Fitzwater suit documents

Brent Finnegan -- April 28th, 2008

Dave Briggman and Myron Rhodes have posted Fitzwater – Neal lawsuit documents on, which chronicle the series of events leading up to the investigation of the treasurer’s office, as well as Cynthia Fitzwater’s role as whistleblower, and her demotion by Becky Neal which followed.

Pages 8 and 9 detail the demotion, and the role of The suit alleges:

33. Fitzwater complained that [her demotion and pay cut] by Neal was retaliatory, to no avail […]

35. On or around January 31, 2008, Fitzwater learned from a co-worker that a blogspot on the internet maintained by a local farmer who had run unsuccessfully for Clerk of Court against the plaintiff and Benny Neal, among eight others, made reference, in following up on the execution of the search warrants, to a grand jury convening on February 19 and to the demotion of Cindy Fitzwater in the Treasurer’s Office.

36. The posting on the blog created the false implication that Fitzwater was a guilty party.

37. Fitzwater was extremely upset at the false implications […] the farmer agreed to remove the posting which included her name. Within minutes of the Fitzwaters pulling up to meet with the farmer, Neal and her husband drove up demanding to see documents presented by the farmer […] That night, Benny Neal left a long intimidating message on Fitzwater’s voice mail […] Neal and her husband drove by Fitzwater’s house in Grottoes over that weekend on at least two occasions.

That takes the term “blog drama” to a whole new level.

Fitzwater is seeking a restoration and reinstatement of her job duties and salary, as well as back payment of lost wages totaling over $900 (growing $72.80 each week) and $10,000 in attorney’s fees.

16 Responses to “Fitzwater suit documents”

  1. Dave Briggman says:

    From previous conversations with Myron, and others, I’m pretty sure that Myron didn’t intentionally imply Fitzwater was guilty of anything, let alone any malfeasance of office.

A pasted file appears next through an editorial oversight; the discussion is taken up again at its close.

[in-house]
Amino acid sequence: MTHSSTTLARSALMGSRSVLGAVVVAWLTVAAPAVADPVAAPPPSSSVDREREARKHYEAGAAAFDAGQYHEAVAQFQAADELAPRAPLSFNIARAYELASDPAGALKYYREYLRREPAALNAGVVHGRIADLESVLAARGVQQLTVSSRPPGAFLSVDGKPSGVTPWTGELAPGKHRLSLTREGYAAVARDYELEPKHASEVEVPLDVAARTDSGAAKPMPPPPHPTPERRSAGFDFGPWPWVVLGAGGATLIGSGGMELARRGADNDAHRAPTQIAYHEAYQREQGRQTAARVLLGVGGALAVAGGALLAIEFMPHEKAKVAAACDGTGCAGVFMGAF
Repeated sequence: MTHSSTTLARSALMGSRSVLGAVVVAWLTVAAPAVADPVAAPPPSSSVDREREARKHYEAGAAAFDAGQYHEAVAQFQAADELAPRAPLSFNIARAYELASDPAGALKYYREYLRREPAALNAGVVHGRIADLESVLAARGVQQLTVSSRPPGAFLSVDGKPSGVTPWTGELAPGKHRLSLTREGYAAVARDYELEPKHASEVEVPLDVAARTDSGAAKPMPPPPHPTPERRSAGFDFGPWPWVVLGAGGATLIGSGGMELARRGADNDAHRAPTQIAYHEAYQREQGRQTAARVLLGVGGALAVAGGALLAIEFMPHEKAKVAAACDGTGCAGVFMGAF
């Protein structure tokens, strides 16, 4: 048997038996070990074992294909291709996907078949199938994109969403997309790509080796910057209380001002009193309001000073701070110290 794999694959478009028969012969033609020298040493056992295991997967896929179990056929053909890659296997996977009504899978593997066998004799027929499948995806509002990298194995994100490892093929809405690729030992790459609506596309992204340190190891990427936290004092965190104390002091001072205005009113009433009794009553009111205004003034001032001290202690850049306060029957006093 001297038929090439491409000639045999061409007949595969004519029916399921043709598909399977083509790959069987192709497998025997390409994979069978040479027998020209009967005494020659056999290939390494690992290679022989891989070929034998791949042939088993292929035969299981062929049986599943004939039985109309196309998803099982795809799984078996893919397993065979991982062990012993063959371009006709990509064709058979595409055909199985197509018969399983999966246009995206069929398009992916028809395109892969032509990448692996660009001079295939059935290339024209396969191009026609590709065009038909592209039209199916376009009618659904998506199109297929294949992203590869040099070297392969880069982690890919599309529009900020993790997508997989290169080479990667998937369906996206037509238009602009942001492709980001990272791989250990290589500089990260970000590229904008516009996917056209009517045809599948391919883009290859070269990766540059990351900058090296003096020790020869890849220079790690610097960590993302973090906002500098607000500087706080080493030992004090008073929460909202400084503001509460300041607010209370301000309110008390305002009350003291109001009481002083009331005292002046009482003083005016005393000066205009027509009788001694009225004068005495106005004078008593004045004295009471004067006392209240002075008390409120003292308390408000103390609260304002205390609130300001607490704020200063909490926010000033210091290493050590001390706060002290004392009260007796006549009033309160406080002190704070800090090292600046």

2. republitarian says:

    It was a comment by someone else. I knew Cynthia was the whistleblower from the beginning.

  3. JGFitzgerald says:

    A couple of questions occur, one about motivations, one about process.

    First, was firing a woman on Monday, as Myron details, an attempt to get it done before Thursday’s hearing. That is, does the treasurer expect bad news at the petition hearing?

    Second, will the commonwealth’s attorney’s office be able to use any of the evidence from its criminal trial in presenting the petition case? Do the two issues present a conflict, or are they all part of the same case?

  4. Dave Briggman says:

    I think we’ll see much of the evidence that will be used in the criminal case at the hearing on the petition, Thursday, likely in an attempt by Marsha to cause Neal pause to perhaps enter a plea in lieu of a trial.

    I would think that Marsha would also see, if Neal fights the petition, the “tactics” David O’Donnell will employ in a criminal trial, should one occur.

  5. republitarian says:

    Joe, Diane is the only city resident working in the office which means she is the only one who the judge could name as a temporary replacement. If all other employees work outside of Harrisonburg then the judge would just give the duties to one of the deputies.


  6. Kevin says:

    I believe the “farmer” was incorrectly identified…shouldn’t that be “farm hand” instead???

  7. JGFitzgerald says:

    In my earlier question: I was wondering if the employee in question was one the treasurer wanted to be rid of, for whatever reason, and if said treasurer felt that Thursday’s results will be such that any official actions need to be done quickly.

  8. cook says: